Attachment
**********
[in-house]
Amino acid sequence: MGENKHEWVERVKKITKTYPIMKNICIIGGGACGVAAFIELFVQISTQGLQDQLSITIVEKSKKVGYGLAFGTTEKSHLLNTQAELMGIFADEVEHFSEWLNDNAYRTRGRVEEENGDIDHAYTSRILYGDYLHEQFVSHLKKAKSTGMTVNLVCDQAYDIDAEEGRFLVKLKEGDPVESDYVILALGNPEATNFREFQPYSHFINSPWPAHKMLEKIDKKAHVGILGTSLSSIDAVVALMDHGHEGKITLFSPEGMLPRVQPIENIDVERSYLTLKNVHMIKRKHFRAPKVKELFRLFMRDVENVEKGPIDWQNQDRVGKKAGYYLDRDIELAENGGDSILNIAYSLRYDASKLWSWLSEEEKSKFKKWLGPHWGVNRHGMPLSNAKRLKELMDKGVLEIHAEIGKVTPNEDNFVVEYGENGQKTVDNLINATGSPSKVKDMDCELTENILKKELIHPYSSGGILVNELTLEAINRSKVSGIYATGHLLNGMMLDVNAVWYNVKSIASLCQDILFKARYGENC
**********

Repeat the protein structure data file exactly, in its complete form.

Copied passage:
[in-house]
Amino acid sequence: MGENKHEWVERVKKITKTYPIMKNICIIGGGACGVAAFIELFVQISTQGLQDQLSITIVEKSKKVGYGLAFGTTEKSHLLNTQAELMGIFADEVEHFSEWLNDNAYRTRGRVEEENGDIDHAYTSRILYGDYLHEQFVSHLKKAKSTGMTVNLVCDQAYDIDAEEGRFLVKLKEGDPVESDYVILALGNPEATNFREFQPYSHFINSPWPAHKMLEKIDKKAHVGILGTSLSSIDAVVALMDHGHEGKITLFSPEGMLPRVQPIENIDVERSYLTLKNVHMIKRKHFRAPKVKELFRLFMRDVENVEKGPIDWQNQDRVGKKAGYYLDRDIELAENGGDSILNIAYSLRYDASKLWSWLSEEEKSKFKKWLGPHWGVNRHGMPLSNAKRLKELMDKGVLEIHAEIGKVTPNEDNFVVEYGENGQKTVDNLINATGSPSKVKDMDCELTENILKKELIHPYSSGGILVNELTLEAINRSKVSGIYATGHLLNGMMLDVNAVWYNVKSIASLCQDILFKARYGENC